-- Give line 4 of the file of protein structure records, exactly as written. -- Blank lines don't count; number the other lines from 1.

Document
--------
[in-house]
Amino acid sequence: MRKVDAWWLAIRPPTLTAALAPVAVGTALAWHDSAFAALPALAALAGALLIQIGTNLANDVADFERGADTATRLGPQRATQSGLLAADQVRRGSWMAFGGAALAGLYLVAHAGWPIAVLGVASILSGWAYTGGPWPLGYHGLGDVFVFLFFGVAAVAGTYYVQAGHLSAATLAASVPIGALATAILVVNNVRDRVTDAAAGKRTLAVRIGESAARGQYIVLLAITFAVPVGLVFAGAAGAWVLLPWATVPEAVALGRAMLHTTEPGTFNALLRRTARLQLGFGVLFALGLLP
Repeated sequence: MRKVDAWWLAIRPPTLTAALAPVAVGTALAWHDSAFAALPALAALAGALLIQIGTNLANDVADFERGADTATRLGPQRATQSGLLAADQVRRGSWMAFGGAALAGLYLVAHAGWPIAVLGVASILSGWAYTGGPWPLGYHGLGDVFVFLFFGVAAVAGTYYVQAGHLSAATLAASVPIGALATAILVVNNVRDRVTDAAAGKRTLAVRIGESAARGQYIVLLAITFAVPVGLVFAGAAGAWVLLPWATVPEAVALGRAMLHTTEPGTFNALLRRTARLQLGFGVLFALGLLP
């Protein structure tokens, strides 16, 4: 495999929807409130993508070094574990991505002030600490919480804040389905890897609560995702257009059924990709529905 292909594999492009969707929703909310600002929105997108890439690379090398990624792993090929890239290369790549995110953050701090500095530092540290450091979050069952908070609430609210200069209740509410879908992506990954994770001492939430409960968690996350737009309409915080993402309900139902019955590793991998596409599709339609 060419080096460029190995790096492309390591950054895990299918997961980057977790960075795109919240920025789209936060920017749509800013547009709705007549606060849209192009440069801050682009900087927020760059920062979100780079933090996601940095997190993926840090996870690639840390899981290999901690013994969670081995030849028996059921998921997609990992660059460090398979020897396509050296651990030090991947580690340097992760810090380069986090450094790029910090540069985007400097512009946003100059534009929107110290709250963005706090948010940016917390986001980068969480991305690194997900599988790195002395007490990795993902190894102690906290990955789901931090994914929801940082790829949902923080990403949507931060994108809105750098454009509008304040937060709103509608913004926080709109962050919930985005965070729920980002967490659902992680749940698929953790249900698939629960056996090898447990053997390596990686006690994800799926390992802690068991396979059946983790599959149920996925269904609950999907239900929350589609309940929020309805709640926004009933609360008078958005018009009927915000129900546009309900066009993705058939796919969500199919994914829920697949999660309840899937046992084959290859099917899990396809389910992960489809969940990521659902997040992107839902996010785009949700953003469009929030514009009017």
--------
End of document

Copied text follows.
């Protein structure tokens, strides 16, 4: 495999929807409130993508070094574990991505002030600490919480804040389905890897609560995702257009059924990709529905 292909594999492009969707929703909310600002929105997108890439690379090398990624792993090929890239290369790549995110953050701090500095530092540290450091979050069952908070609430609210200069209740509410879908992506990954994770001492939430409960968690996350737009309409915080993402309900139902019955590793991998596409599709339609 060419080096460029190995790096492309390591950054895990299918997961980057977790960075795109919240920025789209936060920017749509800013547009709705007549606060849209192009440069801050682009900087927020760059920062979100780079933090996601940095997190993926840090996870690639840390899981290999901690013994969670081995030849028996059921998921997609990992660059460090398979020897396509050296651990030090991947580690340097992760810090380069986090450094790029910090540069985007400097512009946003100059534009929107110290709250963005706090948010940016917390986001980068969480991305690194997900599988790195002395007490990795993902190894102690906290990955789901931090994914929801940082790829949902923080990403949507931060994108809105750098454009509008304040937060709103509608913004926080709109962050919930985005965070729920980002967490659902992680749940698929953790249900698939629960056996090898447990053997390596990686006690994800799926390992802690068991396979059946983790599959149920996925269904609950999907239900929350589609309940929020309805709640926004009933609360008078958005018009009927915000129900546009309900066009993705058939796919969500199919994914829920697949999660309840899937046992084959290859099917899990396809389910992960489809969940990521659902997040992107839902996010785009949700953003469009929030514009009017």